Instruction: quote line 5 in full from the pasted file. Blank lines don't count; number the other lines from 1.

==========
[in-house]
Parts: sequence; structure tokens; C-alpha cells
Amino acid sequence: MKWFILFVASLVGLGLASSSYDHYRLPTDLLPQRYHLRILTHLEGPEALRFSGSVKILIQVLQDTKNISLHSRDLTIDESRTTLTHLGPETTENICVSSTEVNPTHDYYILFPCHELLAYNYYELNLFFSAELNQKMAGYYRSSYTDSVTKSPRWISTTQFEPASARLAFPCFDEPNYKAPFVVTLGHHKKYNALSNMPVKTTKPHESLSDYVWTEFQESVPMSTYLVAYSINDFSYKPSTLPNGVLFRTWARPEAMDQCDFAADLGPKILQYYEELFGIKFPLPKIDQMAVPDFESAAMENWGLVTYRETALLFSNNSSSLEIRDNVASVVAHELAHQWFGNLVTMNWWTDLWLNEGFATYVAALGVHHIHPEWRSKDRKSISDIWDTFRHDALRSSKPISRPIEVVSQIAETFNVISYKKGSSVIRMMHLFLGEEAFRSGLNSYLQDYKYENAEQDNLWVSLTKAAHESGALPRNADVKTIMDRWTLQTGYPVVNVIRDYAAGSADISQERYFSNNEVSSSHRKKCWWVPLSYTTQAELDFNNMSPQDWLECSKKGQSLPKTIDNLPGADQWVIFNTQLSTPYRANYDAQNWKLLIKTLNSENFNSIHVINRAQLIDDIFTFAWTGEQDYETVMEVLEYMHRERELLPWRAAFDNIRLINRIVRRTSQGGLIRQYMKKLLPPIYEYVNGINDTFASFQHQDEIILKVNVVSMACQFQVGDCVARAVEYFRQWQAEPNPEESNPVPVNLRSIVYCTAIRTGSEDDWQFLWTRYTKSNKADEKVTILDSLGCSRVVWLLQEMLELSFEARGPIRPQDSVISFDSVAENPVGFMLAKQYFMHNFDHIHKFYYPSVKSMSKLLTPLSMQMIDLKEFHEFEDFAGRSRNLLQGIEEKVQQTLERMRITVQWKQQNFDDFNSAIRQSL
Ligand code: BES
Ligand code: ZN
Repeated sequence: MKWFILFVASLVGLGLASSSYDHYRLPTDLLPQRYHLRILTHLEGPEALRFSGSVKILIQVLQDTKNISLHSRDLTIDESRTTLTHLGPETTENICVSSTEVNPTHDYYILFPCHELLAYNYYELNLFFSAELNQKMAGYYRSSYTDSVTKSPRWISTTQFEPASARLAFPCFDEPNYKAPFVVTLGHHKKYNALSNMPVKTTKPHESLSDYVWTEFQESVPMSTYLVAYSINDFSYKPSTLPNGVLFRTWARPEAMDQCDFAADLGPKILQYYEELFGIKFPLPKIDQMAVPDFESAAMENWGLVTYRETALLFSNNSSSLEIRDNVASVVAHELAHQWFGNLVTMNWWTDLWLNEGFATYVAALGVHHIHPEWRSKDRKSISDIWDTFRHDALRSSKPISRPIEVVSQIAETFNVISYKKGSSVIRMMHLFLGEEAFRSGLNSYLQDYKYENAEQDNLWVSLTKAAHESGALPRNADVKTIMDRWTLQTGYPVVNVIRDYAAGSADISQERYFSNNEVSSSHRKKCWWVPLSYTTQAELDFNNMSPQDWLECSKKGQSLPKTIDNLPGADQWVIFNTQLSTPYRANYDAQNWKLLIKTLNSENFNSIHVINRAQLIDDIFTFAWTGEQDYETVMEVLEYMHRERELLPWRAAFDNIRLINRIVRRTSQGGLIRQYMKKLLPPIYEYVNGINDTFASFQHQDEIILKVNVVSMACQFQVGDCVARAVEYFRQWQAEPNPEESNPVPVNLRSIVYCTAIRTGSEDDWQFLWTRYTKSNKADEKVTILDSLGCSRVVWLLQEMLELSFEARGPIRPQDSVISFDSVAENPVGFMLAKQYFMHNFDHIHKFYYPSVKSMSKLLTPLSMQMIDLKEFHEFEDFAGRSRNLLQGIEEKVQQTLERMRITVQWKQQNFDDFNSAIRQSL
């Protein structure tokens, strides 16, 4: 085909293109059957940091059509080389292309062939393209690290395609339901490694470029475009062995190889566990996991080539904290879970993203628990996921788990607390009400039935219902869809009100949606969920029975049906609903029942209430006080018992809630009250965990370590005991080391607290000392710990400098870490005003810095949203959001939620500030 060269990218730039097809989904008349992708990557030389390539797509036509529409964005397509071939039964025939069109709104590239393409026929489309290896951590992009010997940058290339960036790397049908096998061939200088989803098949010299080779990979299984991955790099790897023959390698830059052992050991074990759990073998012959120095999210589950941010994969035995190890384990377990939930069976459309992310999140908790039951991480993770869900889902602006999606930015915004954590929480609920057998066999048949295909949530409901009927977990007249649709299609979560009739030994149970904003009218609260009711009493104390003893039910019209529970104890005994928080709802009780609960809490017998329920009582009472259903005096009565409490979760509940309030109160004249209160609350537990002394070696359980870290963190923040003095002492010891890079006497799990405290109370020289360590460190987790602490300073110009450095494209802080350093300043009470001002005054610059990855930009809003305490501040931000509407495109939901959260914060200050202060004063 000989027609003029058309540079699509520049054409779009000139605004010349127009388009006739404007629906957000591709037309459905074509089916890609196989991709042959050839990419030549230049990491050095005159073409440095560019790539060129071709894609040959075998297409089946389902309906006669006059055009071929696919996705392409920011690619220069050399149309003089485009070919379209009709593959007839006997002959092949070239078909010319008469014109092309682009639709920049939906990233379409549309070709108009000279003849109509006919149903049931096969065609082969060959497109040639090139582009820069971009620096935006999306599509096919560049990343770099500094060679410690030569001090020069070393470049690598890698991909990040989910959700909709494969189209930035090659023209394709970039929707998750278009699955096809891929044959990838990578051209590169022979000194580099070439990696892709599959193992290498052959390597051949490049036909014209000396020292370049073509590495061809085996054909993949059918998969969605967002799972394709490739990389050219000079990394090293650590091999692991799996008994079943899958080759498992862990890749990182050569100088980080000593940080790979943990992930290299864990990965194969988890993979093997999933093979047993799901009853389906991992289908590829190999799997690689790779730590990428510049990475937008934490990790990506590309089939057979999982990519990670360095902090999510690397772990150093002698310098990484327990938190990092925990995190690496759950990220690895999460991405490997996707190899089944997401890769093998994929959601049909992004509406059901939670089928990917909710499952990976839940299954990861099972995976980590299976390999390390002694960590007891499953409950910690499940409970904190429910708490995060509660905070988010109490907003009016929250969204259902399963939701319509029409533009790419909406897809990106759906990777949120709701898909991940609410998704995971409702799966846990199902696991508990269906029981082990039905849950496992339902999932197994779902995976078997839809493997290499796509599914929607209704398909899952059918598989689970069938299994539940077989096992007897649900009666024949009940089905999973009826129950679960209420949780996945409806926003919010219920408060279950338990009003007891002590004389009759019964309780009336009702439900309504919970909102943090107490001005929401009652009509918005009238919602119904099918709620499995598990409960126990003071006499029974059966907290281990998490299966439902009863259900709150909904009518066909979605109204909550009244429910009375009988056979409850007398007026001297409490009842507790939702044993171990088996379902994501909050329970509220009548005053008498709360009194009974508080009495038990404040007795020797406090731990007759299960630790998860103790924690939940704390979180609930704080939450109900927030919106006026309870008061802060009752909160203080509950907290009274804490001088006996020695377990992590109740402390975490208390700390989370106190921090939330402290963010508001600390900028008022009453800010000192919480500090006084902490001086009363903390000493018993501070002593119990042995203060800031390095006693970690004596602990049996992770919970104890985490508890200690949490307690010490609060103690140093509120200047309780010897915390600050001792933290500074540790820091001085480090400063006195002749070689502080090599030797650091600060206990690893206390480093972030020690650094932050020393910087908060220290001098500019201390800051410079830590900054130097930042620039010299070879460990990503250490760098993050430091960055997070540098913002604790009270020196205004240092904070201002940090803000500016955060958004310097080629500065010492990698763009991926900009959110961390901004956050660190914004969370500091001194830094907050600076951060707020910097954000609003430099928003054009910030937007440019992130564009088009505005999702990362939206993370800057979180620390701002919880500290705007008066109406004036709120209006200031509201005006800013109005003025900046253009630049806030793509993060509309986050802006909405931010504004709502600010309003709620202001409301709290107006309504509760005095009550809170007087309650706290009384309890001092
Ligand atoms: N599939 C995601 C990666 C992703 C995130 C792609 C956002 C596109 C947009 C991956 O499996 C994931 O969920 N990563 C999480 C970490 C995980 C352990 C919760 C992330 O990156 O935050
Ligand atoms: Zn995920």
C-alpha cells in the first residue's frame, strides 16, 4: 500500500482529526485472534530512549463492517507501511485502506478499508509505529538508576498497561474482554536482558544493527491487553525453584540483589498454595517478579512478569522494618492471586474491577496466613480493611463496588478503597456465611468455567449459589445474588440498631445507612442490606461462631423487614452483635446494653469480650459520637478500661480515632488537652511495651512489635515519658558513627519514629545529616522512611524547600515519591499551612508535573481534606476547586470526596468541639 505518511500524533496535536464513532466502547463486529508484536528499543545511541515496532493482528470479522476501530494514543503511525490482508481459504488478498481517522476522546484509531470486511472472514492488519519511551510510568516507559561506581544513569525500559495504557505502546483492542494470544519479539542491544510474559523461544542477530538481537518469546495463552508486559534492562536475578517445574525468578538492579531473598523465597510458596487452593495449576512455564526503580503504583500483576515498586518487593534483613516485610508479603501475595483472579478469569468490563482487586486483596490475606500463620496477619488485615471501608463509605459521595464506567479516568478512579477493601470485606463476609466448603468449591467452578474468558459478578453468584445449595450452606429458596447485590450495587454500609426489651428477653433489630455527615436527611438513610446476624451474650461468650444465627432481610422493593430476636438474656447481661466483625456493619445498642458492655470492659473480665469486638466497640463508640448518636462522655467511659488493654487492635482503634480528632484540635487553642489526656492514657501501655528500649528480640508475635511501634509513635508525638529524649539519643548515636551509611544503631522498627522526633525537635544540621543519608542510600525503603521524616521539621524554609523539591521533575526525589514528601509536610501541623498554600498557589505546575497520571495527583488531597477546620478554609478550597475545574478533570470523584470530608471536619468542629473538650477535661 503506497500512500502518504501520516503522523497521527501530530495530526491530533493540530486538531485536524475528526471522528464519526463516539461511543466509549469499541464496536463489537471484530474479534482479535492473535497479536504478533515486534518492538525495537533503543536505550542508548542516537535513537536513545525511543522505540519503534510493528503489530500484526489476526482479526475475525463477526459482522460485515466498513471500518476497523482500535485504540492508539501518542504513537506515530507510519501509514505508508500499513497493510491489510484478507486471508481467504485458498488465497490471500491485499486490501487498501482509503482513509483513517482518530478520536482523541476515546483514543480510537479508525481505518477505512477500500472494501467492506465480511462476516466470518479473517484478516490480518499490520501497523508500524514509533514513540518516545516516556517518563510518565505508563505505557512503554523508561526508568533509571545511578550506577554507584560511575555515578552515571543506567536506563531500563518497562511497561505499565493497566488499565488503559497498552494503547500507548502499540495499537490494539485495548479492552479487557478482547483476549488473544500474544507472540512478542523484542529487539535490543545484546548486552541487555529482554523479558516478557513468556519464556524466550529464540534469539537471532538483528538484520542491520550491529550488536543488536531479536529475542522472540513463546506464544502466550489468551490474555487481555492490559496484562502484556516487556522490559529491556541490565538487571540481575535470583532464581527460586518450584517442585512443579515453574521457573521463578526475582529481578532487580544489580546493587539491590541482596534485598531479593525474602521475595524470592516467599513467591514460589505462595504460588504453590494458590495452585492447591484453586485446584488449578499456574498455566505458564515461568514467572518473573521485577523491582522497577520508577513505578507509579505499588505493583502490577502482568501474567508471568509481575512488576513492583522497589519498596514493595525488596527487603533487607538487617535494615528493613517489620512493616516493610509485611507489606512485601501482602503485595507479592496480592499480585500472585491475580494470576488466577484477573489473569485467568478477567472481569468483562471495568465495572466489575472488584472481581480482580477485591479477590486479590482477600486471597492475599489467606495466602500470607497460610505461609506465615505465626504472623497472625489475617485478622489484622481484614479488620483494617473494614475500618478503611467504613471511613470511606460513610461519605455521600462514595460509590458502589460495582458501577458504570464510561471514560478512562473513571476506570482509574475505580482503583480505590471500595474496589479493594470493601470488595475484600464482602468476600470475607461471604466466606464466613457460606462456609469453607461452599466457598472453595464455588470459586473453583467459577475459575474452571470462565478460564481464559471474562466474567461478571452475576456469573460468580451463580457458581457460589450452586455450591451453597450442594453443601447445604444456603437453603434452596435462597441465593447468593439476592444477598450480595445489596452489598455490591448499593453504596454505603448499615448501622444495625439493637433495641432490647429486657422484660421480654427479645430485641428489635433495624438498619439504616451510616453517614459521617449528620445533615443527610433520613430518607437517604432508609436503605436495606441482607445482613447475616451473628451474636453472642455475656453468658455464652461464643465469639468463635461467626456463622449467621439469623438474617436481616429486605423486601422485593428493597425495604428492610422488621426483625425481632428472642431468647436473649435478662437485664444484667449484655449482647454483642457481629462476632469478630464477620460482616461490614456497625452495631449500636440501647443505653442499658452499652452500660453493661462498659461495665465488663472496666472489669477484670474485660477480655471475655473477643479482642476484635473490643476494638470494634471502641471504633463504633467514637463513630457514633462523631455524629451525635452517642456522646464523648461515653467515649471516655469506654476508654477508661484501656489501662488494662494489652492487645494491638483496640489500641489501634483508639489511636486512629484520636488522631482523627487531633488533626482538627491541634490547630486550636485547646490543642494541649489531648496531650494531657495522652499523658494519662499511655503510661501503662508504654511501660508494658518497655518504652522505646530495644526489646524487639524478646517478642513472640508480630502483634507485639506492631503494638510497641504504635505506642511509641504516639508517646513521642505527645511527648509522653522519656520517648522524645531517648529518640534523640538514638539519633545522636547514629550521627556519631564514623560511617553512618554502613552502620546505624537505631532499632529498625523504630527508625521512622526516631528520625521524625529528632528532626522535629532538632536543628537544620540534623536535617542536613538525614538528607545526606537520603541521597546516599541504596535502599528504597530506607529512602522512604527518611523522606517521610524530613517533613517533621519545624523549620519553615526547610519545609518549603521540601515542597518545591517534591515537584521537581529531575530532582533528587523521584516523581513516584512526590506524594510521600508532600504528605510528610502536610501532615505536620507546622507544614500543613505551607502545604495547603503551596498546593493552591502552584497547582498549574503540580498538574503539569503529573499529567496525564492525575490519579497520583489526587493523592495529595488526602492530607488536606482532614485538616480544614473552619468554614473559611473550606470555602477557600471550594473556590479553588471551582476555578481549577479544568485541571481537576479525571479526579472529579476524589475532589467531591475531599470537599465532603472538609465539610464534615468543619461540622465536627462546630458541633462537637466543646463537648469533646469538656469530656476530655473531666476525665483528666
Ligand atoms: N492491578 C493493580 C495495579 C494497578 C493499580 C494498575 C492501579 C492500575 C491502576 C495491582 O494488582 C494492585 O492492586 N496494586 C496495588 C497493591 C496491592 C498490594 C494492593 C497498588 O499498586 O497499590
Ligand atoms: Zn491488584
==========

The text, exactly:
Ligand code: ZN